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The 2024 case for - and against - Donald Trump

AP Photo/John Raoux

Even though we’re still in the 2022 Congressional midterm cycle, don’t kid yourselves. The jockeying for position between the would-be Republican nominees for president in 2024 have been underway for months. Many expected candidates have already made pilgrimages to Iowa and New Hampshire. Others like Tim Scott of South Carolina have begun releasing books.

With Joe Biden virtually flat-lined at 42% job approval for months, more inflation and pain ahead promised by Fed Chairman Jerome Powell, 51% of companies reversing course on employment and enacting hiring freezes or layoffs, you have to go back Jimmy Carter’s 1980 reelection campaign to find a more vulnerable Democratic incumbent against whom to run.

Over the next few weeks and months (yes, the GOP field could be that large), I will do my level best to give you the objective case to make for and against one Republican contender. I do so as the political equivalent of a resident of Switzerland. This is merely meant to capture, at least in part, the debate over who we’re going to see in future debates. We started last week with Ron DeSantis, and now we turn to Former President Donald J. Trump.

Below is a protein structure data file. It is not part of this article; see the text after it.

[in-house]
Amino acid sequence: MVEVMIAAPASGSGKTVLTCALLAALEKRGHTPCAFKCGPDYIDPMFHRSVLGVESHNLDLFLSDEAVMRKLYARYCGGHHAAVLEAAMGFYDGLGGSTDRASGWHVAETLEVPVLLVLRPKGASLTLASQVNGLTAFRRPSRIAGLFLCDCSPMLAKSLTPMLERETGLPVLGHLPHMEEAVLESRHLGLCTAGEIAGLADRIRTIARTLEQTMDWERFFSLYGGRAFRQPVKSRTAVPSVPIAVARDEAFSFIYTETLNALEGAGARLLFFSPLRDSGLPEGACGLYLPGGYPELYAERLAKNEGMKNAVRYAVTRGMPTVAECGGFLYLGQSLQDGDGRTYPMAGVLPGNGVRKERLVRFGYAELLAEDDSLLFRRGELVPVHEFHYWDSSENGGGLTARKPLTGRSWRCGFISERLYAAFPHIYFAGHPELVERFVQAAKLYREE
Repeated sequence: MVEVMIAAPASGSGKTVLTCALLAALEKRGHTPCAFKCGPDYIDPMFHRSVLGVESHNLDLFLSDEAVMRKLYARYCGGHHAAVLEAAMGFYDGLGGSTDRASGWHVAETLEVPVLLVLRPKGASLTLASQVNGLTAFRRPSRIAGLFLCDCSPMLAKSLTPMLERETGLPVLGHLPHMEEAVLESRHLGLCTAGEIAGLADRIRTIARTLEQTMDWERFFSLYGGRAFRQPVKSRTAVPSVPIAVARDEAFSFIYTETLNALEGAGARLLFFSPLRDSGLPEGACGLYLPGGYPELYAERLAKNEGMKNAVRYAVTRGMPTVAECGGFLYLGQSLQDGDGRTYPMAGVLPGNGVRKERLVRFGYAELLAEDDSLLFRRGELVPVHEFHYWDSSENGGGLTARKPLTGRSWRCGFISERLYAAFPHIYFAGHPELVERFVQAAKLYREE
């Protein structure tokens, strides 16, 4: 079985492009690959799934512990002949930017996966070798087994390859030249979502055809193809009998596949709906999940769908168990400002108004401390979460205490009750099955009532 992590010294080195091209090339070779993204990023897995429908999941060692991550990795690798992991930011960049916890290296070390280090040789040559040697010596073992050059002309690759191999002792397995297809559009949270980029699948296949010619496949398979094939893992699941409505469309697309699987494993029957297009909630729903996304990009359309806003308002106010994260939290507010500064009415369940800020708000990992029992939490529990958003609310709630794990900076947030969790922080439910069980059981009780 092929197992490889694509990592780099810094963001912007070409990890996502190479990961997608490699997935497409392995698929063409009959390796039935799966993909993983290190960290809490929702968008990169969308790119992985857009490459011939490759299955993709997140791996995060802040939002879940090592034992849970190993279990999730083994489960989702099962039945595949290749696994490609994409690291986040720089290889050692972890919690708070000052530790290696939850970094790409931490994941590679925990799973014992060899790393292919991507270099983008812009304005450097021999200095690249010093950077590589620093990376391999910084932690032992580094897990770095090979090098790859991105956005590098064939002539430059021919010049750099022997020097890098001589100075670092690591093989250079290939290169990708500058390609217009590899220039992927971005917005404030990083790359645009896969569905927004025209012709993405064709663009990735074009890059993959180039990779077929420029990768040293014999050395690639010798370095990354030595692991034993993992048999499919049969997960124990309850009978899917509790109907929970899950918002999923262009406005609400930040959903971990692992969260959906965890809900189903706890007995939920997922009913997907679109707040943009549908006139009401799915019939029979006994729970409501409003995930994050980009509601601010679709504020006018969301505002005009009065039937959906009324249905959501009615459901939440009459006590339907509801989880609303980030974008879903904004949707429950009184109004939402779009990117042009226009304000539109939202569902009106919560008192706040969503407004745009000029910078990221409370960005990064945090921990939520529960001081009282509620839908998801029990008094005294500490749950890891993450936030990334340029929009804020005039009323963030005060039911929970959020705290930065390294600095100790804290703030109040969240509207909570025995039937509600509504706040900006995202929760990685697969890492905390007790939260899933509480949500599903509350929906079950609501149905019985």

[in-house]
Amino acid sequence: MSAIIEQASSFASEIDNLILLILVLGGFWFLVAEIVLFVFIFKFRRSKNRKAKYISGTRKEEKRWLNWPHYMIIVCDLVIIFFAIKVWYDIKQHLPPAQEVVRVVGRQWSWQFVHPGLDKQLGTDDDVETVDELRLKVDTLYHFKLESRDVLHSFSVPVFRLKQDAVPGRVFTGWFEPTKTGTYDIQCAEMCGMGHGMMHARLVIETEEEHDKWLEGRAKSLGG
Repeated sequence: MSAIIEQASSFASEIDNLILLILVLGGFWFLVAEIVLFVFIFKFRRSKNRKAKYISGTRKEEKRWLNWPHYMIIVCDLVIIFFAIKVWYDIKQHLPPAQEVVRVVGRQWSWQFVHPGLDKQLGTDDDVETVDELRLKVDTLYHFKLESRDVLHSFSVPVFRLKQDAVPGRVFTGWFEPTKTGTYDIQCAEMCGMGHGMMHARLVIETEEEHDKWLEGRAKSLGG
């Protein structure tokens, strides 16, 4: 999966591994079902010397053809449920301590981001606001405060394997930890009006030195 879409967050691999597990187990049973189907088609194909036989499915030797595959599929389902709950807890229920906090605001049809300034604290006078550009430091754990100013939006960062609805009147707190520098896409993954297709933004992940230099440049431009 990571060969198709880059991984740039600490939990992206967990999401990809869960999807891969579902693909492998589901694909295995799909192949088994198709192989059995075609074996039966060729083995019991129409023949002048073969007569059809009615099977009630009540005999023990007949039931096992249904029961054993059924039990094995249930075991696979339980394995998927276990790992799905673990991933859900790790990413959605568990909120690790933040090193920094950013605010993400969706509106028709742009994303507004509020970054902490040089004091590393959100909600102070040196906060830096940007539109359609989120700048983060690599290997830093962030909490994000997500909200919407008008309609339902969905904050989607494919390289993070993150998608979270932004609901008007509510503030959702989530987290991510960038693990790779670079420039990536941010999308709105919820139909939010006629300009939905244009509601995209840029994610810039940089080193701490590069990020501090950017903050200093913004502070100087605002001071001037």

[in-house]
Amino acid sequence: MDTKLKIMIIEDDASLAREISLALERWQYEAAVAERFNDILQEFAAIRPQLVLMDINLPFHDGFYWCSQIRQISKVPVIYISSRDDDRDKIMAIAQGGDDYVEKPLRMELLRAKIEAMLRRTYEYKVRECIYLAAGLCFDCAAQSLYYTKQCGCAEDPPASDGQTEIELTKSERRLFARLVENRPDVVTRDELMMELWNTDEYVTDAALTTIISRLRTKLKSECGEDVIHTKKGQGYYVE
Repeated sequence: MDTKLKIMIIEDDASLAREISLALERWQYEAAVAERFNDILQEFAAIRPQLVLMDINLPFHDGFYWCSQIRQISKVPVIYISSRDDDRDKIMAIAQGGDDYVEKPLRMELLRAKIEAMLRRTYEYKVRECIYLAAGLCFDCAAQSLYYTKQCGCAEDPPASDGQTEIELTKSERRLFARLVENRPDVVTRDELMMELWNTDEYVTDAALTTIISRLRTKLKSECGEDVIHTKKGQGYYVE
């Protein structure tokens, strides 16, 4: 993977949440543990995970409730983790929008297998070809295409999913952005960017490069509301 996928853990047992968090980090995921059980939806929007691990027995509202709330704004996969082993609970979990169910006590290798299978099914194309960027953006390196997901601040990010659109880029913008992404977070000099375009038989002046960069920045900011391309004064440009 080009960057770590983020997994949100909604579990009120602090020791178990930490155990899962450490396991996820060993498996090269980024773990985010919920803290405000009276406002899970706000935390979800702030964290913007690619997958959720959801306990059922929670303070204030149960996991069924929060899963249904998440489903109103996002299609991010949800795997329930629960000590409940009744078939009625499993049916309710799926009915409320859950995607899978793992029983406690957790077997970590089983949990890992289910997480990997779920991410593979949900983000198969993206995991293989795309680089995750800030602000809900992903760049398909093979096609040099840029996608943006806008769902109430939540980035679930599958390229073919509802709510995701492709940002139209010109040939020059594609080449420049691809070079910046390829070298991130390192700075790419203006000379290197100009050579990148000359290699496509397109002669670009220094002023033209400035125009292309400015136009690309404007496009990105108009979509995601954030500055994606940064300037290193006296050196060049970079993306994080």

No one in American politics has ever been more controversial or polarizing, certainly not in my lifetime. I am neither pro-Trump nor anti-Trump. Full disclosure: Trump was not my 1st, 5th, or 10th, choice in the 2016 primary, although I enthusiastically voted for him in both 2016 and 2020, for two completely different reasons.

In 2016, I voted for him because he was not Hillary Clinton. In 2020, I voted for him because of the Abraham Accords and Justices Gorsuch, Kavanaugh and Coney Barrett. I was disgusted by what took place on 1/6, including Trump’s behavior in the days and weeks immediately following, but certainly no more disgusted than I was at Al Gore’s behavior in overtime period of the 2000 election, or at Hillary Clinton’s behavior in the attempt to derail the Trump administration before it ever began.

The reasons Donald Trump should be the nominee in 2024:

1. The Supreme Court – many potential candidates would probably pick fine justices should vacancies arise, but no one had given a list from which they’d choose, and stick to that promise. And the results of his three picks on the Court remain his greatest legacy. There could easily be two conservative retirements that would need replacing and maybe one liberal retirement. Trump has a proven record of being dependable on this issue.

2. The Abraham Accords – Thanks to Jared Kushner, Mike Pompeo, Robert O’Brien, Avi Horowitz as well as foreign leaders across the Middle East, this set of game-changing agreements between former enemies would resume after the chaos of the Biden foreign policy, resulting in the isolation of Iran.